THE MacBETH REPORT:
Shayne Wiebe didn’t know he was getting married until he read it right here.
Wiebe (Kamloops, Brandon, 2006-11), who has signed with Olten (Switzerland, NL B), won’t be reporting until Aug. 12, which is a week after some of the other players.
In translating an Olten news release, an error was made. Rather than reporting that Wiebe would be in a wedding, it was translated and interpreted that he was to be married.
A giant OOPS!
My apologies to Shayne, his girlfriend/wife/significant other (if he has one) and family, his family, any future girlfriends/wives/significant others, et al.
The hockey crowd will be fathering in Regina tonight as the Saskatchewan Hockey Hall of Fame inducts its class of 2013. In the spotlight will be inductees Red Berenson, Clark Gillies, Bernie Federko and Eddie Shore, along with former on-ice official Mick McGeough, builders Bill Hay and Del Wilson, and Jack Maddia in the grassroots category. Also going into the hall will be the 1914 Regina Victorias, who won the Allan Cup. . . . I have a soft spot in my heart for the Vics, because their roster included Edward Lyman (Hick) Abbott and Joe Potts. Abbott was a star player, while Potts was the team’s manager. . . . The Abbott Cup, which once was awarded annually to the best junior team in the west, was named after Hick Abbott, who was killed during the First World War. That trophy has since been retired.
For more on Potts and Abbott, right here is something that I wrote a few years ago.
While Hick Abbott is in the Saskatchewan Sports Hall of Fame as part of the Vics, it is a travesty that he isn't in that Hall of Fame as an athlete.
Matthew Gourlie of the Moose Jaw Times-Herald has more right here about Gillies and his induction into the Saskatchewan Hockey Hall of Fame. Ålthough the dinner is being held in Regina, the hall of fame is located at the Credit Union iPlex in Swift Current.
Still with hockey and halls of fame, the B.C. Hockey Hall of Fame in Penticton inducted its class of 2013 on Friday night.
Two Memorial Cup-winning teams — the Kamloops Blazers from 1993-94 and 1994-95 — were inducted, as was Kamloops native Mark Recchi, who played two seasons here and now is one of the WHL franchise’s five owners.
The two Memorial Cup winners were led by general manager Bob Brown and head coach Don Hay, both of whom were in Penticton for the banquet and ceremony, along with a number of players from both teams.
Brown was the club’s general manager from 1986 through the 1994-95 season. He was inexplicably dismissed shortly after the Blazers won the 1995 Memorial Cup on home ice.
Hay began with the Blazers as an assistant coach in 1986 and was head coach from 1992-93 through 1994-95.
Recchi, who was born and raised in Kamloops, played two seasons with the Blazers (1986-88) after being acquired from the New Westminster Bruins.
Selected by the Pittsburgh Penguins in the fourth round of the 1988 NHL draft, Recchi went on to a lengthy NHL career and is a three-time Stanley Cup winner.
He played in 1,652 regular-season games, which is fourth on the NHL’s all-time list. Recchi is 19th in career goals (577), 14th in assists (956) and 12th in points (1,533). He retired after the 2010-11 season and now is an advisor to hockey operations with the NHL’s Dallas Stars, who are owned by Tom Gaglardi, the Blazers’ majority owner.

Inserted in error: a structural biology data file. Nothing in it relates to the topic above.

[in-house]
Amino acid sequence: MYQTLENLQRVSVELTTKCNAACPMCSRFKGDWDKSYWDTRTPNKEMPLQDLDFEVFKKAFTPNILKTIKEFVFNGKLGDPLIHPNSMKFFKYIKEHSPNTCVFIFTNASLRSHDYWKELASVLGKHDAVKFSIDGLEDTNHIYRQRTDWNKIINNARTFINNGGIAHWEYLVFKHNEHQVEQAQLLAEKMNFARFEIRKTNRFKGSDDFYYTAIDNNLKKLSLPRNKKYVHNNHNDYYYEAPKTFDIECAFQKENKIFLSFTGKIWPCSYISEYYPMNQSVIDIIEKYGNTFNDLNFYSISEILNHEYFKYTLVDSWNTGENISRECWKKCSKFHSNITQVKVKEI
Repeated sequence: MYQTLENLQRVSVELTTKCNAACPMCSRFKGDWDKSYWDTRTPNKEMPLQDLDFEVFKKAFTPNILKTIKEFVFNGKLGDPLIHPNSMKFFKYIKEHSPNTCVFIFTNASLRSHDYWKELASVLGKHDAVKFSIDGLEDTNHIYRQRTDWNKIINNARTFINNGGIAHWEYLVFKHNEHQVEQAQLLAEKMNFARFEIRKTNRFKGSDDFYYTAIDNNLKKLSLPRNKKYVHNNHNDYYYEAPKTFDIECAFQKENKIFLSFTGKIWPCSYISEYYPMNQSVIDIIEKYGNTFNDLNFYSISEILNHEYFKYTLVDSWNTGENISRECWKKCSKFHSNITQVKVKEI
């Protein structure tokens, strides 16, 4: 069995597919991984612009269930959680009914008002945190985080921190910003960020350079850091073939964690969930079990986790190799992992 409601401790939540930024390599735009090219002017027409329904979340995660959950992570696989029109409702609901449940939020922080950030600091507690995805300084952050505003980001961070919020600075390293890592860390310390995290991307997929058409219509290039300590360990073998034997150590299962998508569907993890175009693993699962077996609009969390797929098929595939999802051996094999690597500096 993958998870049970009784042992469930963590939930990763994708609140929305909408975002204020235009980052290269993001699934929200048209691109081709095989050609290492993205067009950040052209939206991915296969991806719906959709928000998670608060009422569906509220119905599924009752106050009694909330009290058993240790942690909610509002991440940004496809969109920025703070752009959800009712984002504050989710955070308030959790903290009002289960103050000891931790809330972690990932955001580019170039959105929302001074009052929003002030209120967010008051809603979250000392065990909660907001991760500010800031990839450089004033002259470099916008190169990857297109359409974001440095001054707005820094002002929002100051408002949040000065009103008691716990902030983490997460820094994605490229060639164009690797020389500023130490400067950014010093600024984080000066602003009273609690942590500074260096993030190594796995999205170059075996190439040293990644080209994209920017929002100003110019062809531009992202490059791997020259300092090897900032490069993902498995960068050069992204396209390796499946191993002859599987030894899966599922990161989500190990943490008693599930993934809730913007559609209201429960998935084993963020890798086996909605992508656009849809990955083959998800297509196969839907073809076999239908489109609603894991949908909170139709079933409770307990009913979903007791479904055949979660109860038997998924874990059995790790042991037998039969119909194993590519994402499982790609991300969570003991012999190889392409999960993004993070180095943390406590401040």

Also inducted into the Hall of Fame last night were longtime NHLer Paul Kariya, who starred with the BCHL’s Penticton Panthers (1990-92); Marc Crawford, a former head coach of the Vancouver Canucks; and builders Colin Patterson and Nancy Wilson. Patterson is a veteran coach who won a Memorial Cup as an assistant coach with the Kootenay Ice, while Wilson, a longtime player and coach who lives in Summerland, is the first female to be inducted into the hall.
The Vancouver Giants have dealt F Riley Kieser, 20, to the Edmonton Oil Kings for a sixth-round selection in the 2014 bantam draft. . . . Kieser, who is from Sherwood Park, Alta., had 35 points, including 13 goals, in 102 regular-season games over two seasons with the Giants.
The National Baseball Hall of Fame has its big weekend in Cooperstown, N.Y., starting today. One of the inductees will be Dr. Frank Jobe, who pioneered what is known as Tommy John surgery. Of course, Jobe will be introduced by Tommy John. . . . Dave Anderson of The New York Times makes a case right here for John to be in the Hall of Fame, as well.
Roberto Luongo, back again as the Vancouver Canucks’ starting goaltender, switched agents earlier this week, dropping Gilles Lupien in favour of CAA Sports, meaning Pat Brisson and J.P. Barry. If you’re wondering what Lupien thinks of the move, and what he thinks of Luongo’s situation with the Canucks, well, Roy MacGregor of The Globe and Mail has that and more right here.
“If the Russian government were passing legislation that discriminated against Jews, Canada would have announced a boycott of the 2014 Olympics already,” writes Adam Goldenberg for MacLean’s, a Canadian newsmagazine. “That we have been so placid about Canada’s looming participation in what will be a massive public relations coup for Vladimir Putin’s gay-hating regime is both shortsighted and historically myopic. Russia’s LGBT community is being openly persecuted by its own government. Those of us whose ancestors once stood in the same line of fire have a moral obligation to be anything but complacent.” . . . Goldenberg’s complete column is right here.
This just might grow into something. Jennifer Saltman of the Vancouver Province reports right here that some Vancouver bars have stopped serving Russian vodka in protest over that country’s treatment of the LGBT community.
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